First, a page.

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‘Focus on the Family’ Is Inducted Into National Radio Hall of Fame

Class of 2008 includes Art Bell, Jess Cain, Howie Carr, Bob Collins, Mickey Luckoff, Charlie Tuna and Dick Whittinghill.

The National Radio Hall of Fame has announced its class of 2008. Here is the full text of the announcement.

Art Bell — Showing an early interest in radio, Art Bell became a licensed amateur radio operator at the age of 13. In 1989, he was offered a five hour time slot in the middle of the night by KDWN/Las Vegas. The original format was a political talk show, but Bell switched the focus to paranormal-themed topics in the mid 1990s. At its peak, “Coast to Coast AM” was syndicated on over 500 stations and enjoyed an audience of 15 million. While Bell has reduced his schedule, he still occasionally hosts the weekend edition.

Jess Cain (deceased) — Long-time morning talk-show host on WHDH/Boston, Jess Cain began as an actor and appeared in more than 20 plays before and during his radio career. The “morning man,” who died in February 2008, was the first voice many New Englanders heard each day for 34 years. Cain was beloved for finding humor in everyday moments with his song parodies, quick wit, and impressions.

Howie Carr — An outspoken, conservative commentator, Carr has been on the air for almost two decades in the Northeast United States. First heard on WHDH/Boston, “The Howie Carr Show” now originates from WRKO/Boston and is syndicated across New England and parts of New York every weekday. Carr is also an award-winning columnist for the Boston Herald and a best-selling author.

Bob Collins (deceased) — Collins was a top-rated and much-loved morning show host from 1986 until his death in 2000 on WGN/Chicago. Known to his fans as “Uncle Bobby,” his show featured conversation, music and Collins’ folksy charm. The native of Florida had a regular afternoon show when he was only 14 years old and spent time at stations in Milwaukee, Los Angeles, San Diego and Miami before finding a home at WGN.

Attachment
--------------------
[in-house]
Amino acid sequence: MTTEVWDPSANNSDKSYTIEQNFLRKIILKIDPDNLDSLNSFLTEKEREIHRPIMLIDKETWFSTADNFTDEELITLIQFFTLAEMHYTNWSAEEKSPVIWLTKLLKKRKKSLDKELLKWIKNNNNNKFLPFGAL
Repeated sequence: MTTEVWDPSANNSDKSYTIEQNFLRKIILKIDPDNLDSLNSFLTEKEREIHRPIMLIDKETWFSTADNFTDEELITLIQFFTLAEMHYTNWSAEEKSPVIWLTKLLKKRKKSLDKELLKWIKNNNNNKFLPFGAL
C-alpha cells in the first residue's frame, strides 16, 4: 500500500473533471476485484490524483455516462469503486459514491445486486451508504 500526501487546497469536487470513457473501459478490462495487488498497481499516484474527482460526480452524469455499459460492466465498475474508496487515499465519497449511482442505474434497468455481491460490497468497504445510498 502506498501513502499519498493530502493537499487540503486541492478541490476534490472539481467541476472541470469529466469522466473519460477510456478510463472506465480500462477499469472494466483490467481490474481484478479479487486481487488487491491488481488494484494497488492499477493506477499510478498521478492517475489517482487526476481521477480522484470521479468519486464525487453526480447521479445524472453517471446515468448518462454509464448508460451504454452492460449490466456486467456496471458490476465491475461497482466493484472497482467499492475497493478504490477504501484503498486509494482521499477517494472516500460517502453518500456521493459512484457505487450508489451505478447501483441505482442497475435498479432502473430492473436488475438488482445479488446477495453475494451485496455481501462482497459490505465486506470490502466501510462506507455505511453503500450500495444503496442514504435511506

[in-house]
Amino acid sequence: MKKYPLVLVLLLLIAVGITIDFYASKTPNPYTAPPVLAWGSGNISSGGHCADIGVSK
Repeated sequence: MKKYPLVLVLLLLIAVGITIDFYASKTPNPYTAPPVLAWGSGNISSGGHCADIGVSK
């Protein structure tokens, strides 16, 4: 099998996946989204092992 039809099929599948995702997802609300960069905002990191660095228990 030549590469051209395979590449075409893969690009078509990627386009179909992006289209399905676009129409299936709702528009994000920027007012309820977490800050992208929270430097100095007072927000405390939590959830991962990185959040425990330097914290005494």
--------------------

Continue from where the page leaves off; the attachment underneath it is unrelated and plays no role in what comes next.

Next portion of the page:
Michael “Mickey” Luckoff — The President and General Manager of one of America’s most successful radio stations, KGO-AM /San Francisco, he is one of the industry’s most respected managers. He also oversees the operations of KSFO-AM/San Francisco.

Charlie Tuna — Charlie Tuna has been on the radio for over 40 years. After getting his start at KOMA/Oklahoma City and brief stints at KLEO/Wichita and WMEX/Boston, he took a job at KHJ/Los Angeles in 1967. He has been an LA fixture ever since. Tuna was one of the original DJ’s at the legendary KROQ and can still be heard on KRTH/Los Angeles every weekend. He also had a 25-year run (1971-1996) on Armed Forces Radio, doing approximately 6,000 shows.

Dick Whittinghill (deceased) — Whittinghill began his career as a movie and television actor, as well as a recording artist who once sang with Tommy Dorsey’s big band. From 1950 to 1979, he established himself as one of the most popular morning disc jockeys in Southern California at KMPC/Los Angeles. His creativity and brash personality earned him millions of loyal fans, as well as a star on the Hollywood Walk of Fame. Whittinghill died in 2001.

“Focus on the Family” — The “Focus on the Family” ministry was founded in the mid-1970s by Dr. James Dobson, a psychologist, lecturer, and author. Following a television appearance in 1978, Dobson recorded his first radio program calling for a return to conservative, Christian values. The internationally syndicated show has been on the air ever since and is heard on over 4,000 stations worldwide.